Soyinka wastes no words. In this book, based on a series of lectures, he argues that the ruthlessness of the military dictatorships that have ruled Nigeria for the past twenty years have deprived her of her very nationhood. At the very beginning, Soyinka asks the key question: "When is a nation?" He argues that Nigeria may be "a nation on the verge of extinction" - or rather a nation that was serverly stabbed with the annulment of the June 12 presidential elections, and is now slowly bleeding to death. This annulment by Babangida, dictator from 1985 - 1993, is the focal point for Soyinka's rage. Soyinka is a very strong proponent of democracy in Africa - especially in Nigeria, which he still believes could be a leader of the continent - and he views this annulment as a profound betrayal of national trust and of Nigeria's future. However, despite his anger and his bitterness at the injustices that have been Nigeria's fate since independence, Soyinka retains hope and faith in the people of Nigeria. He believes that repression and corruption cannot last forever - democracy and true nationhood, while difficult to attain, have not been forever lost to history.
While I found this book excellent, I would not recommend it to someone who was not already somewhat familiar with Nigerian political and cultural history over the last thirty years. Also, it is helpful if the reader is familiar either with Soyinka's work or with somewhat convoluted writing. Soyinka's ideas are well worth reading and stem from remarkable personal experiences, but, from point A to point B - he will not usually choose to draw a straight line. Reflective of Nigerian politics, and Nigeria as a whole, nothing is simple!
I hope other readers will learn as much from this book as I have. It has opened my eyes to what the newspaper articles simply leave out and has given me both more to be concerned and more to be hopeful about Nigeria.
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Format: Paperback
This book by Wole Soyinka is reccomended for anybody who is remotely intersted in finding out how a nation that was once on an upward tragectory in the 60's & 70's has wound up being a confused and financially bankrupt nation inspite of being the world's sixth largest oil producer.He introduces the dramatis personnae in a way that is uniquely Soyinkaesque.It is actually a collection of essays that has as it,s main theme the annulment of the June 12 presidential elections,other issues explored include the National question which has come to the fore after the annulment and the collapse of all infrastructure-Education,Health,Agriculture.He also discusses the mistrial and eventual judicial murder of Ken Saro Wiwa.This is butressed by the report of the Queen's counsel who observed the trial.The earler political experience is also visited i.e the 1979- 83period.The book is aptly dedicated to the conscience of the nation the late Dr Tai Solarin.The book is highly reccomended but not for the linguistically challenged.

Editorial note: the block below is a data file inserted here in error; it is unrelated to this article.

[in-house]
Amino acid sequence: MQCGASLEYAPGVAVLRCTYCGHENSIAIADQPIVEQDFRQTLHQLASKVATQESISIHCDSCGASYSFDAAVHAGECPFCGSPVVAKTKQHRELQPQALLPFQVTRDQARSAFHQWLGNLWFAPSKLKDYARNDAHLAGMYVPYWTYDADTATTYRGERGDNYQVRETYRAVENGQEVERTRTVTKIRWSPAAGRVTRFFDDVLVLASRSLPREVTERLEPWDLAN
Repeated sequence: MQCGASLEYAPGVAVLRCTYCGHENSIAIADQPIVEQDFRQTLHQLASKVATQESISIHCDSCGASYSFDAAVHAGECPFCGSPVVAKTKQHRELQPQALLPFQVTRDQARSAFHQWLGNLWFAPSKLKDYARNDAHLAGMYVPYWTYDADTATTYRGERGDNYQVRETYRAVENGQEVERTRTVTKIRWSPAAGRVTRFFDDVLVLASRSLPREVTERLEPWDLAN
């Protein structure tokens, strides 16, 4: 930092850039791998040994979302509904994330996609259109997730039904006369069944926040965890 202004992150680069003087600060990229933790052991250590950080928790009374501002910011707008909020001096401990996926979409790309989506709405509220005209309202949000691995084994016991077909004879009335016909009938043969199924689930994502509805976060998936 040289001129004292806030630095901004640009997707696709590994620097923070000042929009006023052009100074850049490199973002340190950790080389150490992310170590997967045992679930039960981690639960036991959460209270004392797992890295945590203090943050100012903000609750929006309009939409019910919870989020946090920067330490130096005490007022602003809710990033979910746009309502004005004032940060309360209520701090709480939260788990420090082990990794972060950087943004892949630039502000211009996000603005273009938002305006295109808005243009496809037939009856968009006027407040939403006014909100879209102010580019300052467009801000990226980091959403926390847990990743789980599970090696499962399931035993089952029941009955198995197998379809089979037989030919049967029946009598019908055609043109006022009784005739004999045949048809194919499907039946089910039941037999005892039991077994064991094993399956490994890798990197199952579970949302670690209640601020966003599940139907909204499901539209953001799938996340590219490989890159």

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Format: Paperback
I read the book with the goal of learning more about Nigeria and its people. Obviously this book is from a very biased source, however, in reading of the horrors in his native land his bias is understandble and only logical. There is a lot of pathos, intense emotions in his description of the crisis in Nigeria. As a scholar/journalist I like to hear all sides of a complex issue so I feel like I've heard one perspective from a first-hand witness after having read this book.
As some of the other reviewers have pointed out, unless one is familiar with the key players in Nigerian politics it is difficult to grasp totally what is being discussed. Also, since the book is composed of various presentations given elsewhere it lacks a certain amount of cohesion.
With that aside, I feel like I know a little more about the country after having read it. The book isn't long. As I read more I hope to understand more of what is taking place in that country. I want to be part of an informed public that can help do something about the plight of victims of dictators.